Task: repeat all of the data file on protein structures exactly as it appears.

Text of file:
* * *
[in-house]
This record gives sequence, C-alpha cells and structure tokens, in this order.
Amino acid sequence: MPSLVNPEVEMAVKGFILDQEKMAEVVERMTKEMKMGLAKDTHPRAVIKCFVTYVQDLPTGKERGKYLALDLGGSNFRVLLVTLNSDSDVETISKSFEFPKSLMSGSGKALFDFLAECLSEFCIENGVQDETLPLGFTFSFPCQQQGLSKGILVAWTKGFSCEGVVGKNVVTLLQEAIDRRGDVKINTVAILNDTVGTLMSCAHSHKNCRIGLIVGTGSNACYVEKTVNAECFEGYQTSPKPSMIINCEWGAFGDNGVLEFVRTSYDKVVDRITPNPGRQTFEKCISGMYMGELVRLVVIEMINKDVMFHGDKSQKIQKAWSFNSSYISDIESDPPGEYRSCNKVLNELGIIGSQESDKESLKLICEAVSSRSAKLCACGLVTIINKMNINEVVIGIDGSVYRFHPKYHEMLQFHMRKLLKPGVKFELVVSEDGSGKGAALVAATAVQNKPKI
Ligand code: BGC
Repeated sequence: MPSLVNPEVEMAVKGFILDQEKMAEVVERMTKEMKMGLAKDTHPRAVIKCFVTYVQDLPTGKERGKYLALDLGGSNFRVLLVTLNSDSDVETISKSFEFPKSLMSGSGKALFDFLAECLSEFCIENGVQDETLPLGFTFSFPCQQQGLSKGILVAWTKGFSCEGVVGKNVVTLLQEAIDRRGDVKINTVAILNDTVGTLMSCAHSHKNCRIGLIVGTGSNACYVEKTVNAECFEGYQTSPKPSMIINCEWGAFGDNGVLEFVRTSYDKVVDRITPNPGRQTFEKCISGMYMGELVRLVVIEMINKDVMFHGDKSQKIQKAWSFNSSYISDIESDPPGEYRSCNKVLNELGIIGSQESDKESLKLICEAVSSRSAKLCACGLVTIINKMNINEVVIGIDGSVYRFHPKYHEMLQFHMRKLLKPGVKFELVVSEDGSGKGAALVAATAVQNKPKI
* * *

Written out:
[in-house]
This record gives sequence, C-alpha cells and structure tokens, in this order.
Amino acid sequence: MPSLVNPEVEMAVKGFILDQEKMAEVVERMTKEMKMGLAKDTHPRAVIKCFVTYVQDLPTGKERGKYLALDLGGSNFRVLLVTLNSDSDVETISKSFEFPKSLMSGSGKALFDFLAECLSEFCIENGVQDETLPLGFTFSFPCQQQGLSKGILVAWTKGFSCEGVVGKNVVTLLQEAIDRRGDVKINTVAILNDTVGTLMSCAHSHKNCRIGLIVGTGSNACYVEKTVNAECFEGYQTSPKPSMIINCEWGAFGDNGVLEFVRTSYDKVVDRITPNPGRQTFEKCISGMYMGELVRLVVIEMINKDVMFHGDKSQKIQKAWSFNSSYISDIESDPPGEYRSCNKVLNELGIIGSQESDKESLKLICEAVSSRSAKLCACGLVTIINKMNINEVVIGIDGSVYRFHPKYHEMLQFHMRKLLKPGVKFELVVSEDGSGKGAALVAATAVQNKPKI
Ligand code: BGC
Repeated sequence: MPSLVNPEVEMAVKGFILDQEKMAEVVERMTKEMKMGLAKDTHPRAVIKCFVTYVQDLPTGKERGKYLALDLGGSNFRVLLVTLNSDSDVETISKSFEFPKSLMSGSGKALFDFLAECLSEFCIENGVQDETLPLGFTFSFPCQQQGLSKGILVAWTKGFSCEGVVGKNVVTLLQEAIDRRGDVKINTVAILNDTVGTLMSCAHSHKNCRIGLIVGTGSNACYVEKTVNAECFEGYQTSPKPSMIINCEWGAFGDNGVLEFVRTSYDKVVDRITPNPGRQTFEKCISGMYMGELVRLVVIEMINKDVMFHGDKSQKIQKAWSFNSSYISDIESDPPGEYRSCNKVLNELGIIGSQESDKESLKLICEAVSSRSAKLCACGLVTIINKMNINEVVIGIDGSVYRFHPKYHEMLQFHMRKLLKPGVKFELVVSEDGSGKGAALVAATAVQNKPKI